Gaudium et Spes Part I, Chapter I is titled, “The Dignity Of The Human Person” and runs for eleven sections. I’ll transcribe the full footnote into the text, for your convenience.
According to the almost unanimous opinion of believers and unbelievers alike, all things on earth should be related to (humanity) as their center and crown.
I was struck by this. Environmentalist-leaning people might dispute it. Radical traditional Catholics, too, probably. But the notion is Scriptural. Let’s leave it aside for the moment, unless somebody feels urged to make a strong case for the Green side.
But what is (humanity)? About (themselves they have) expressed, and (continue) to express, many divergent and even contradictory opinions. In these (they) often (exalt themselves) as the absolute measure of all things or (debase themselves) to the point of despair. The result is doubt and anxiety. The Church certainly understands these problems. Endowed with light from God, she can offer solutions to them, so that (humankind’s) true situation can be portrayed and (their) defects explained, while at the same time (their) dignity and destiny are justly acknowledged.
More of the same theme from the introduction: an acknowledgement of the created goodness of humanity, yet the helping hand of understanding and clarity is offered. The rest of GS 12 turns to Scripture to provide the theological basis for this contention:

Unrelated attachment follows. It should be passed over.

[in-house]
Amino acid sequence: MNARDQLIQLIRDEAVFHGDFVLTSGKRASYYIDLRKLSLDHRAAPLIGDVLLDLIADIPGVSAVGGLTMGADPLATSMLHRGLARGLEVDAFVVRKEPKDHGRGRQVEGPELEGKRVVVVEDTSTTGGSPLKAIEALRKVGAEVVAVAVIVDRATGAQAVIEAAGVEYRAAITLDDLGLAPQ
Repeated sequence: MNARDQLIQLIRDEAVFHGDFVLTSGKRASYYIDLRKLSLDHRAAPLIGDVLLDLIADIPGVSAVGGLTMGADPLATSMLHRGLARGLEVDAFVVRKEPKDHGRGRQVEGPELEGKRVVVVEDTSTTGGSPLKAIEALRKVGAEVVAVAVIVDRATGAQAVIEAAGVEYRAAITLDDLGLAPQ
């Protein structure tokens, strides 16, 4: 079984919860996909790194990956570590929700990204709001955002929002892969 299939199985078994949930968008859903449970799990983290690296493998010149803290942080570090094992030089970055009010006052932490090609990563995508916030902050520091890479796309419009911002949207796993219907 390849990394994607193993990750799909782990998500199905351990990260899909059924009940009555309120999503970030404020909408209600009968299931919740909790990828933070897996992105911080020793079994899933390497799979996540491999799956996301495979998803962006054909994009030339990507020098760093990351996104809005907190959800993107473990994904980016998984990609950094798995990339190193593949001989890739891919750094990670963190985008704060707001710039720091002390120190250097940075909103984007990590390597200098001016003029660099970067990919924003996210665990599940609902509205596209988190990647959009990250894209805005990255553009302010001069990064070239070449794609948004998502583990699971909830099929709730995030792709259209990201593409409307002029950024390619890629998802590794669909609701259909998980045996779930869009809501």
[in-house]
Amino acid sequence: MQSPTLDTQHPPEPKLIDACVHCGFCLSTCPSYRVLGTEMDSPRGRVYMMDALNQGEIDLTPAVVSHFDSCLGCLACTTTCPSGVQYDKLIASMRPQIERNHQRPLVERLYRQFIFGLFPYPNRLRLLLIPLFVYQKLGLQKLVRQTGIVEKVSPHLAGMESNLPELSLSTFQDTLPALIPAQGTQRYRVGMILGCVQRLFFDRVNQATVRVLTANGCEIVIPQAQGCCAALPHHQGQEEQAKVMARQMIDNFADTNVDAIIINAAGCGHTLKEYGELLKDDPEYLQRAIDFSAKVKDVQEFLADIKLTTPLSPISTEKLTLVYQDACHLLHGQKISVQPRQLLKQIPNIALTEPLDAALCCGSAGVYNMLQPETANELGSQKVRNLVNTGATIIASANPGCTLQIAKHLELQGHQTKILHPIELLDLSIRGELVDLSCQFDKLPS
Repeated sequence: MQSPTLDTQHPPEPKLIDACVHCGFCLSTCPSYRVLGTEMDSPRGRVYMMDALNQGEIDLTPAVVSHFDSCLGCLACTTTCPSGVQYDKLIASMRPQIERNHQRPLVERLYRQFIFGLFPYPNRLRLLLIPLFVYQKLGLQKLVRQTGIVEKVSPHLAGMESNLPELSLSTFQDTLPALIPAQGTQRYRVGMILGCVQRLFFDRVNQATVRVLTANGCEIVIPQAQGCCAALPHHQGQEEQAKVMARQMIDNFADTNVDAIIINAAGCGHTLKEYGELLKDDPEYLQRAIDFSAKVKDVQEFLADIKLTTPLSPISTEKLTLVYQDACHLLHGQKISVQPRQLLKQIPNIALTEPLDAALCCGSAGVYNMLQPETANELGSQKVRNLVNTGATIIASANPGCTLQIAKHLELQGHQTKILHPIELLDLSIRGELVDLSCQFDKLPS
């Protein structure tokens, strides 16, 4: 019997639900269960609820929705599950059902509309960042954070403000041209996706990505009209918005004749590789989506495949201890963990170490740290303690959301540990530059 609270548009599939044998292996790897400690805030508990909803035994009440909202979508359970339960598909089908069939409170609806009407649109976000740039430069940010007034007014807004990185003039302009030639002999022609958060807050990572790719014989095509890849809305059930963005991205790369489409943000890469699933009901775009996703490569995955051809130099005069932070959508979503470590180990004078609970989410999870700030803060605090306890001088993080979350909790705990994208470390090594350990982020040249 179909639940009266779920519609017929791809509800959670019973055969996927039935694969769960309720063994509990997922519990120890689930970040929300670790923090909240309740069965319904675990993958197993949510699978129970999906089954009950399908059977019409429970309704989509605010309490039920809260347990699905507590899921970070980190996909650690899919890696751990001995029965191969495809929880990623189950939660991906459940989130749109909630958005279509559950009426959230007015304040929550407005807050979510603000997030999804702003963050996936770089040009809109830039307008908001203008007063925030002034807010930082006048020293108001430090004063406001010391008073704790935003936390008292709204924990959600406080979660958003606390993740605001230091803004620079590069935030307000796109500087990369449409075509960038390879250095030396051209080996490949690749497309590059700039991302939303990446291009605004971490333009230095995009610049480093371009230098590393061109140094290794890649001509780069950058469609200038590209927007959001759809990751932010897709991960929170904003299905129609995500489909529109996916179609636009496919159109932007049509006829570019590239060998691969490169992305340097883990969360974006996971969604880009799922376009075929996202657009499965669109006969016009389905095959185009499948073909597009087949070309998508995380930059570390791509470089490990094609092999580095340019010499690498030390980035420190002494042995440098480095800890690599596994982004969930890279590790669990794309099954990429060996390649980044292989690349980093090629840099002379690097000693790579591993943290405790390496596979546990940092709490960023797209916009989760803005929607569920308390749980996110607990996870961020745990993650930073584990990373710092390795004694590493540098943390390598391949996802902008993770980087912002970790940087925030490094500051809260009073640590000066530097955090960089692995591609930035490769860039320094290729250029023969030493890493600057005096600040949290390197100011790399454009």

For Sacred Scripture teaches that (people were) created “to the image of God,” (are) capable of knowing and loving (their) Creator, and was appointed by Him as master of all earthly creatures (Cf. Gen. 1:26, Wis. 2;23) that (they) might subdue them and use them to God’s glory. (Cf. Sir. 17:3-10) “What (are we) that you should care for (us)? You have made (us) little less than the angels, and crowned (us) with glory and honor. You have given (us) rule over the works of your hands, putting all things under (our) feet” (Ps. 8:5-7).
But God did not create (human beings) as a solitary, for from the beginning “male and female he created them” (Gen. 1:27). Their companionship produces the primary form of interpersonal communion. For by his innermost nature (humans are social beings), and unless (they relate themselves) to others (they) can neither live nor develop (their) potential.
Therefore, as we read elsewhere in Holy Scripture God saw “all that he had made, and it was very good” (Gen. 1:31).
In sum, we have a statement of which Matthew Fox would approve. Overall, the document takes this original aspect of creation as a launching point for what follows. Our longing for God and for right relationships with God and one another will color how the Church sees its relatinship with the modern world.